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Effing Scroat bags !

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houtslager

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Just got back from a work and play trip to the Netherlands, and found my shop had been broken into ! turnip !
All my cordless tools nicked, some old 12v DeWalts and a full set of Makita 14.4v - impact drill, drill/driver, multi saw, jig saw, plus extra batts, then a couple boxes of drills and really usefull knic knacks one collects to get the job done .

Insurance won't pay up saying the Electrician was active on premises, and left main door unlocked ! pineapple edjet, now lawyer wants 300 per hour to file an action against the sod !

ARGH ! sometimes I just want to throw my teddybear outta the window and say sod it ! sell all my gear, buy a small yacht and sail offf !

Anyone got a better idea ?
 

n0legs

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Bad news my friend, very bad news.
Where's the insurance company's proof the electrician didn't lock the door?

My suggestion,
Have a drink and chill out. Have a look and see what you've got left and decide what needs replacing immediately. Get the workshop secured up and keep an eye out for second hand sales :wink:
 

finneyb

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Does you have a Legal Assistance add-on to your House Insurance policy, credit card or Bank account ?

Brian
 

rafezetter

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If there was no proof of forced entry then either the electrician left the door open or he let them in, either way I'd contact the police to get a crime number (if you haven't already) then call the electricians company and tell them what the police suspect. If he's self employed he'll have public liability so claim off that. If he was there doing work while you were away the security of the building falls to him - especially if he had keys.

As I said without any sign of forced entry, it's pretty obvious what happened, and a judge will agree that whomever was on the premises last was responsible for the security and all that remains to be ascertained is if the sparky was complicit in the theft... (the only proviso to this would be if you nominated a 3rd party to lock up after the sparky).

I would tell the sparky (or his company) that if they refuse to admit liability then you'll take it to court with all the communsurate fees which could very well add thousands to the final cost.

I've had to threaten court a few times and on every occasion just telling them their bill will be increased significantly by court fees and extra "compensation" for the hassle, was enough to dislodge them.

You could also just drop in conversation, by-the-by as it were, that you've mentioned this incident to all your mates in the trade and named the company in question as a "cautionary tale". (it's only Libel if accusations are proven false, and as no investigation has happened yet you are entitled to your speculations)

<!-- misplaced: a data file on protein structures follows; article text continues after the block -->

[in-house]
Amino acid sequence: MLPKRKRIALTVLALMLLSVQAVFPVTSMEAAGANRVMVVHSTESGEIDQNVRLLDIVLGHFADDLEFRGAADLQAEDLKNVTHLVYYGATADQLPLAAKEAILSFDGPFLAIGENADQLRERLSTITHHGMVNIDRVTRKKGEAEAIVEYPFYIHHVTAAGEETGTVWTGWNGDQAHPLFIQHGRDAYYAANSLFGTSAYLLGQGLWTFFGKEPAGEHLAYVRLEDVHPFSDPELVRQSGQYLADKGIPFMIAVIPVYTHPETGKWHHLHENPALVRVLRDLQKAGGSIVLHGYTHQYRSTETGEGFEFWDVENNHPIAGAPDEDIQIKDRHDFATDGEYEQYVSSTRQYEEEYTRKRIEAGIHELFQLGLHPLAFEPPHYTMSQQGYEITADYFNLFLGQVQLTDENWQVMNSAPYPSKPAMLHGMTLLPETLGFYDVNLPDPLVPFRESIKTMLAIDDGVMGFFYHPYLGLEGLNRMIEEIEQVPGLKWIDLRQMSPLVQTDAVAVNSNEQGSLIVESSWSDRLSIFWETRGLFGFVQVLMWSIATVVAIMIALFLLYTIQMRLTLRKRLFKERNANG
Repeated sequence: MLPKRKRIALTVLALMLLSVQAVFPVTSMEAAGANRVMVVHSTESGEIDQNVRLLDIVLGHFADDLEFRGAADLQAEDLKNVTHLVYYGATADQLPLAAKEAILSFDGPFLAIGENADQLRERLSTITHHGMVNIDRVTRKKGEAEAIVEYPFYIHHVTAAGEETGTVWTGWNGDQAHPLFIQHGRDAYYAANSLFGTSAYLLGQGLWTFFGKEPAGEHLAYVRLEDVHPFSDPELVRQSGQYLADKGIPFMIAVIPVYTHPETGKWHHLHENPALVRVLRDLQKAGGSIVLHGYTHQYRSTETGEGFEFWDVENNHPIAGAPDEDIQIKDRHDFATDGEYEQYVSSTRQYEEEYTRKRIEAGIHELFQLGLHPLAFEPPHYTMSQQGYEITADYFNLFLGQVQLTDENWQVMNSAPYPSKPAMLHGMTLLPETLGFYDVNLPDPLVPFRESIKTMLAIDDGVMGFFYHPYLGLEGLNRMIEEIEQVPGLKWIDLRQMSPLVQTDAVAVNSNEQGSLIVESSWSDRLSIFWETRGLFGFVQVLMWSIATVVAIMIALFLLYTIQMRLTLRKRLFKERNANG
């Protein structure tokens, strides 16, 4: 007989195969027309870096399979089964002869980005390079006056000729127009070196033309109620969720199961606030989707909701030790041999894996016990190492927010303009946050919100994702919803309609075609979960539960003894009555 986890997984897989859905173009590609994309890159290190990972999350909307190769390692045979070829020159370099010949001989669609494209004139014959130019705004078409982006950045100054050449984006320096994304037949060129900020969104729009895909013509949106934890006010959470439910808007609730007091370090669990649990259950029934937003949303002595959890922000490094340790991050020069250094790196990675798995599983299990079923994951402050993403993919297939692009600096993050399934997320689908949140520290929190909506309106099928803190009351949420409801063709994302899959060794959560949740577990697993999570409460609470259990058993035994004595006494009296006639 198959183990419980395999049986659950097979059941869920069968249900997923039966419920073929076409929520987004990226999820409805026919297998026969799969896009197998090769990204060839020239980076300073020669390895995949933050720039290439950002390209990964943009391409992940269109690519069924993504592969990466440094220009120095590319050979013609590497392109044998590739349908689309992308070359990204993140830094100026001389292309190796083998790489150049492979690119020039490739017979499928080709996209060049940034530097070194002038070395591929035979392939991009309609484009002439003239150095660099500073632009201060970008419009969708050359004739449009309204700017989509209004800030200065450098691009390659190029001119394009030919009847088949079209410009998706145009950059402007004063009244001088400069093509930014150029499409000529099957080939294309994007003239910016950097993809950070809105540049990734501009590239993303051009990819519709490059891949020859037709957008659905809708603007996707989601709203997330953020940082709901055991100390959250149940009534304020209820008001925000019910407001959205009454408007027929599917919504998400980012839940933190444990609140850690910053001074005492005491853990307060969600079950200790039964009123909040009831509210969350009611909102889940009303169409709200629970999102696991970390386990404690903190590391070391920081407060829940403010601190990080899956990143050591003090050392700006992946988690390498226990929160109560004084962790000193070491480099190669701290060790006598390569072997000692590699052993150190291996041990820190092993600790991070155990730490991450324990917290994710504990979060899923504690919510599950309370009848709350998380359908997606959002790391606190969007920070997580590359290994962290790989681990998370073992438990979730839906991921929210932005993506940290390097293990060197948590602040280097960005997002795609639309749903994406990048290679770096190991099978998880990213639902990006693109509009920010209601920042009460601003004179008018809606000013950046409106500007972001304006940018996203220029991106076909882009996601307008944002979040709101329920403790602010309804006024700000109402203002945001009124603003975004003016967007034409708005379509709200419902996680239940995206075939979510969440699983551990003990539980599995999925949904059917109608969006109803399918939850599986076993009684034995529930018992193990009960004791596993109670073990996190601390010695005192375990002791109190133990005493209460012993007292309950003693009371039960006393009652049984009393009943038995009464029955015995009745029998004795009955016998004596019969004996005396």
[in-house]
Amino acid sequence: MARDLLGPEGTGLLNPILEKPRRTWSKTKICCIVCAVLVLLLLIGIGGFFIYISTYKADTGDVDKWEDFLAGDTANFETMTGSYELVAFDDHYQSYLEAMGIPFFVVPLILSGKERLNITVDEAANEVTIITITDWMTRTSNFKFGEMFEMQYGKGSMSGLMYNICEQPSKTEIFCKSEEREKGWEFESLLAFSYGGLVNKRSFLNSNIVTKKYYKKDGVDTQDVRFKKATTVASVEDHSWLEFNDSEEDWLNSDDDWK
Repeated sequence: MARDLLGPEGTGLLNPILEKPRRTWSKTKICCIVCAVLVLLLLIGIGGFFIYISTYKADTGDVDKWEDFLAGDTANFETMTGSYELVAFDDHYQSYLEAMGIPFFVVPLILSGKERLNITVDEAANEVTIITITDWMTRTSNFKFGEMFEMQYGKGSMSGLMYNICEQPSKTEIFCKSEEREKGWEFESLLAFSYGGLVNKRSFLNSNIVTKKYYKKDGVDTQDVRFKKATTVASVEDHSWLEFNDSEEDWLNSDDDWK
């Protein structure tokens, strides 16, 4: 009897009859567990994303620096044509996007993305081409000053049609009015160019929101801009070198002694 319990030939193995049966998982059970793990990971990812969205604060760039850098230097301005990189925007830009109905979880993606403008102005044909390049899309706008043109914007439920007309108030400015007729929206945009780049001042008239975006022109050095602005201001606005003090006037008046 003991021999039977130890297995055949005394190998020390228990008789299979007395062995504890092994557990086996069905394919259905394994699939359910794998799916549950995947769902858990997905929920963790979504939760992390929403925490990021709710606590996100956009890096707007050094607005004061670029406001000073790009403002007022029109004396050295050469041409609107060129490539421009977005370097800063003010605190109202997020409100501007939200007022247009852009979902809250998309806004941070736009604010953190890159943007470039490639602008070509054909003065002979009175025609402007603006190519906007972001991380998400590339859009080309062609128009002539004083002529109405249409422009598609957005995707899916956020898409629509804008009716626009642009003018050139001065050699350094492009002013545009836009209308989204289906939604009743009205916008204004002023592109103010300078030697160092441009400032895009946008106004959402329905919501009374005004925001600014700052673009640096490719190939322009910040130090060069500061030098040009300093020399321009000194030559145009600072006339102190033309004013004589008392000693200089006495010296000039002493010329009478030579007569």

"I was just down the pub the other night and mentioned that this had happened and the last person out the door was from company X before I got robbed..."

If that doesn't work, give me a PM, I know ppl, who know ppl in Netherlands :p
 

mindthatwhatouch

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Sorry to hear that.
Place an email alert on the local classified for sale ads, you never know they may be stupid scrotes and try and sell the gear locally.
 

Graham Orm

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Very sorry to hear that. I think everyone who's been in the trade for a while has had this experience, I know I have 3 times over the last 30 years.

Some good advice given above. Whoever turned the lights out last was responsible for locking the door. It's down to them. Good luck. Please keep us informed how you go on.
 

JakeS

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rafezetter":1qih573w said:
(it's only Libel if accusations are proven false, and as no investigation has happened yet you are entitled to your speculations)
A word of caution: while this is true in much of the world, it's not the case in England at least - not sure about the rest of the UK. As I understand it, under English law, the burden of proof in a libel case lies with the defendant to prove that the statements issued were in fact true. IIRC the US enacted a law protecting their citizens from being extradited under foreign laws that aren't compliant with their own free-speech laws specifically for this reason, in light of our rather liberal extradition treaty with them.
 
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